The Power of the Review

by Dan Walsh, @DanWalshAuthor

This past month I reached a new milestone with one of my novels, Rescuing Finley. It broke the “800 mark” on Amazon, meaning it had received over 800 customer reviews. And it did so, maintaining a 4.8 Star average. It’s particularly satisfying for two reasons. First, the book has been out for less than 2 years. And second, it was the very book my publisher had rejected (after publishing 12 others), saying they didn’t think the story would sell very well. And the book which solidified my decision to start writing as an indie.

But this post isn’t about me or some important personal milestone. It’s about the importance of customer reviews for authors. And why you should actively seek to increase yours (but only if they’re good ones). I am convinced, they are a big factor in growing book sales.

I mentioned my decision to start writing books as an indie. One of the reasons I did was to be able to market my books more creatively and effectively. To have the freedom to try things my publisher wouldn’t do. Which introduces my first suggestion or tip. I’m a big advocate for the importance of Back Pages. For anyone who doesn’t know what these are, I’m talking about the pages that follow after the reader finishes the last page of your story.

To me, these pages should be all about keeping your reader engaged with you while their level of interest is high. If they loved the book, and you make it very easy, many will do things like leave a positive review and/or read a sample chapter of your next book, and order that one, too (if they like it and there’s a link provided right there). So, one of my FIRST back pages is titled “How You Can Help This Author.”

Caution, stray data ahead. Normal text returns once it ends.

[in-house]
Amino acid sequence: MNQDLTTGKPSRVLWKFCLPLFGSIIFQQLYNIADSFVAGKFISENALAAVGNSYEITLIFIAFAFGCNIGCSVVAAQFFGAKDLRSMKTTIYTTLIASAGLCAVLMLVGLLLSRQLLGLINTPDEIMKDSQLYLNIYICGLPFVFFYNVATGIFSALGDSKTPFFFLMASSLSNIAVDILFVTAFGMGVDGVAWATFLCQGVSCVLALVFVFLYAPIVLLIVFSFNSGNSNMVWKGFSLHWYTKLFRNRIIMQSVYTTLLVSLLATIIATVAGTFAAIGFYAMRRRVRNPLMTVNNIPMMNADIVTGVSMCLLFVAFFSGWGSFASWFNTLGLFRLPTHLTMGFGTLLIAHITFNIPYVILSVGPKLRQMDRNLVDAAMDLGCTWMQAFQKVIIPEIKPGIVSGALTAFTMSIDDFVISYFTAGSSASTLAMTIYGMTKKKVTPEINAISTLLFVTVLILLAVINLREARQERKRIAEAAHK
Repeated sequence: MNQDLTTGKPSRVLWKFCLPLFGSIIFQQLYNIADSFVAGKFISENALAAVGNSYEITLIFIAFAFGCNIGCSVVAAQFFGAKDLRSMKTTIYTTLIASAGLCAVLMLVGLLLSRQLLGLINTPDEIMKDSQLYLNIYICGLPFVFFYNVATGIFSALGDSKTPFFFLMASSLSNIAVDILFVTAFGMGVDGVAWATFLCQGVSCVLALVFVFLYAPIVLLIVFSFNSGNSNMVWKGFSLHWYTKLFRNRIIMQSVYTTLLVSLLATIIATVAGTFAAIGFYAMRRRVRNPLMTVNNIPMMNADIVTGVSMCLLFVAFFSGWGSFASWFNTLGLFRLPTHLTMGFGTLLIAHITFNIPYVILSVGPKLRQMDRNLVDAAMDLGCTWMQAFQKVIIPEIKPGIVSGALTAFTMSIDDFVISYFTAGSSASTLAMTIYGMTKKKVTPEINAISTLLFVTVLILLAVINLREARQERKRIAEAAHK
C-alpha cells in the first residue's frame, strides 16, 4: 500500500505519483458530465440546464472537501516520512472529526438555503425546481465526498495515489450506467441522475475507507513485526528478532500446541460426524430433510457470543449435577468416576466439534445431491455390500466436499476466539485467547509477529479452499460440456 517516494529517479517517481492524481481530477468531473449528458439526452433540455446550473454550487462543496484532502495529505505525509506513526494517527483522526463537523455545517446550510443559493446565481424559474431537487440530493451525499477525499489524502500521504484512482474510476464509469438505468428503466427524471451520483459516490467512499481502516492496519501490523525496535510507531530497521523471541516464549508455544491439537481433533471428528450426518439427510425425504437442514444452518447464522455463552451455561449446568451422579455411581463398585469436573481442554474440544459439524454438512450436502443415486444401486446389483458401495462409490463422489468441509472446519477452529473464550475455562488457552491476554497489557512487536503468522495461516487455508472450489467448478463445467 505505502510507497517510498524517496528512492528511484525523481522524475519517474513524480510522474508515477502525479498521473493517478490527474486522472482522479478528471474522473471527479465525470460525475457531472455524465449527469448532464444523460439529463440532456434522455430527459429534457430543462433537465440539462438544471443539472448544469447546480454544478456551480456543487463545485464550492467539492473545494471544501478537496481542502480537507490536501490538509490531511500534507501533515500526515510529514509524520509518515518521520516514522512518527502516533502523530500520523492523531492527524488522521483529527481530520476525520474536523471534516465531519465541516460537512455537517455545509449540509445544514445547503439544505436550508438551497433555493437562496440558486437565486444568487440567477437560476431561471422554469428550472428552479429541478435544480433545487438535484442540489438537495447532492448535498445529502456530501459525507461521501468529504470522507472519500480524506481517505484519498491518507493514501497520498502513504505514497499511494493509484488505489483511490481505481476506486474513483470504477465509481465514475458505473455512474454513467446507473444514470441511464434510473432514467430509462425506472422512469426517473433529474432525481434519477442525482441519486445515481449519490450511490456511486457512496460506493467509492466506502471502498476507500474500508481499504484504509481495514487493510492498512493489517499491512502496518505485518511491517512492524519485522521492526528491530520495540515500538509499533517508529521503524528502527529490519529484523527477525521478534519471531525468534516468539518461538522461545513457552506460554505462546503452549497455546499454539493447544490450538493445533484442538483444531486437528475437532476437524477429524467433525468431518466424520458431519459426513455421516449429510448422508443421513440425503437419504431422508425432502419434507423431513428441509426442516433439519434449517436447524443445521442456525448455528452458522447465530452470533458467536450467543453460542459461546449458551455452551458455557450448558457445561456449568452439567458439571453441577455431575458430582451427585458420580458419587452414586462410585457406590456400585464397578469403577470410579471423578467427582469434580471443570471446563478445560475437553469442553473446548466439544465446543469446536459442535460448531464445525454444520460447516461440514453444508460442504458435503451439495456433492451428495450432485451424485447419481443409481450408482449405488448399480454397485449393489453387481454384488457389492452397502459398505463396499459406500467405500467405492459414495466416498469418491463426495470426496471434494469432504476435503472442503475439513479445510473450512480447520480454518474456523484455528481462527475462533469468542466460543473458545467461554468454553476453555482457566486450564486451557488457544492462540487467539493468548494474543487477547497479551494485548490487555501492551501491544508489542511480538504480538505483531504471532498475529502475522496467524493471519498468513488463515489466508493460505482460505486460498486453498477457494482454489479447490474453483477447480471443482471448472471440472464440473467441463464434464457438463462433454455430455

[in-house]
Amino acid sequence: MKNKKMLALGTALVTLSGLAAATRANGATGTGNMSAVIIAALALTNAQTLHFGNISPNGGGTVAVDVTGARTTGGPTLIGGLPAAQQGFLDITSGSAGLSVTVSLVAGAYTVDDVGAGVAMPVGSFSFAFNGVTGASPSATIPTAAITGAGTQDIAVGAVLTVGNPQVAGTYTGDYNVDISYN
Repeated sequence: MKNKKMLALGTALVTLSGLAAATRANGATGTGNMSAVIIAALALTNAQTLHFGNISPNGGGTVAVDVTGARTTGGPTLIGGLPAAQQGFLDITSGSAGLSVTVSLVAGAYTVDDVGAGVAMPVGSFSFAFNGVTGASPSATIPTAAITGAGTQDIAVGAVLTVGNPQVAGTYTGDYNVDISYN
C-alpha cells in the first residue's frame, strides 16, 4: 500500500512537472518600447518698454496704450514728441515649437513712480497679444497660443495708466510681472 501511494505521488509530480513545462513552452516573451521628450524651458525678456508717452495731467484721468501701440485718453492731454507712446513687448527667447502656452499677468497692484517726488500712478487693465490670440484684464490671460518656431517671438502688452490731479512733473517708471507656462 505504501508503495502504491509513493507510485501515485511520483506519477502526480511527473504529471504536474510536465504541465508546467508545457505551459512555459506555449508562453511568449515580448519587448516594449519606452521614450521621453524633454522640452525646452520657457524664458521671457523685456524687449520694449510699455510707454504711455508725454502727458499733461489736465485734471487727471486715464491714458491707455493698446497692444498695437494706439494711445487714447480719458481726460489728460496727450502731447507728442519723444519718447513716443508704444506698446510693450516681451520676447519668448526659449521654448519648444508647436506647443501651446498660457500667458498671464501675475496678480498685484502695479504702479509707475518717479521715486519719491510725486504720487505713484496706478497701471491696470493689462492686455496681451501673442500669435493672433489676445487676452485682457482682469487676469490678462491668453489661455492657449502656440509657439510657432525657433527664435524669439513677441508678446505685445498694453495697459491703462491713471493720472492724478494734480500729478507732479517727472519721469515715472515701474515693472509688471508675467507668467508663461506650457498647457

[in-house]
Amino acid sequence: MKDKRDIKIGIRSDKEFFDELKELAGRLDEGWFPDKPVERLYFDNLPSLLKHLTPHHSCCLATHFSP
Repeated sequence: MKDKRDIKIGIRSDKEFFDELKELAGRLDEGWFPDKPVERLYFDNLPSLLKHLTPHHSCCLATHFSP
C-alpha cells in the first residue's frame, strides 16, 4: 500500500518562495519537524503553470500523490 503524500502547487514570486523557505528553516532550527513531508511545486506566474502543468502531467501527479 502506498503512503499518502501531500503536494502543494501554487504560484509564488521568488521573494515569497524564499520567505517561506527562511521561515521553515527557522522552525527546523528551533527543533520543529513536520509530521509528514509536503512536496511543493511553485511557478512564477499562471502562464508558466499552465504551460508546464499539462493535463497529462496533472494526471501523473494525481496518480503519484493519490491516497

On that page, I take a few paragraphs to thank them for reading the book and explain how important reader reviews are to book sales, and how important book sales are for me to be able to keep writing more books. Then I politely ask them to consider writing a brief review (even a few lines will help) and provide a link for them to click on, so they can do it now (again, while the interest is high).

Does this work? Apparently so. Rescuing Finley is Book 1 of a 3-book contemporary series. Book 2 already has over 200 reviews 11 months after its release (also averaging 4.8 Stars). I started a second series in 2015 (romantic suspense – a brand new genre for me). Book 1 in that series, When Night Comes, has received 529 reviews so far, and Book 2 has 457 reviews. Book 3, Unintended Consequences, just came out in May and already has 88 reviews (avg 4.8 Stars).

Now, in an effort toward full disclosure, I must admit…many of my traditionally published novels have received over 400 customer reviews, some over 500. They don’t have the back pages in place I’ve talked about. But this is also true: those novels have been out for 5-7 years, or more. My indie novels (with the back pages) have been out for less than 2 years. I think this idea of a specific page asking readers to write a review really matters.

Why is this so important? Because readers PAY ATTENTION to these reviews in a big way, especially when evaluating a book by an author they don’t know. I know I do. I don’t read them all, but I always read at least a dozen or so reviews to help me get a sense of whether this book will be a good fit for me, before I click on “Add to My Cart.” And I don’t just read reviews of books, but everything I buy online. Recently, we were shopping for a spa to help my wife with chronic lower back pain. I must have looked at 15-20 spa models online, and the decision about which one to buy (as well as ones to avoid) was heavily influenced by reading reader reviews.

Another thing I do (besides the back pages), is to always include a graphic that highlights these reviews in any ads or promos I create (see the jpg I created for Rescuing Finley). And I make a big fuss about reaching these milestones on social media.

The final tip I’d like to offer is this: The best way to insure a reader will want to leave a positive review is to work hard to craft a great, climactic ending for your book. Nothing will generate strong motivation to leave a good review than a good book with a great ending. But I’ve run out of time to explain anything more.

I’ll pick up here next month.

TWEETABLES

The Power of the Review @DanWalshAuthor on @NovelRocket #writing http://bit.ly/2yfHOMv

Consider using a Back Page to ASK readers to post a review – AND give them a link @DanWalshAuthor @NovelRocket http://bit.ly/2yfHOMv

Readers pay attention to reviews, especially evaluating authors they don’t know @DanWalshAuthor @NovelRocket http://bit.ly/2yfHOMv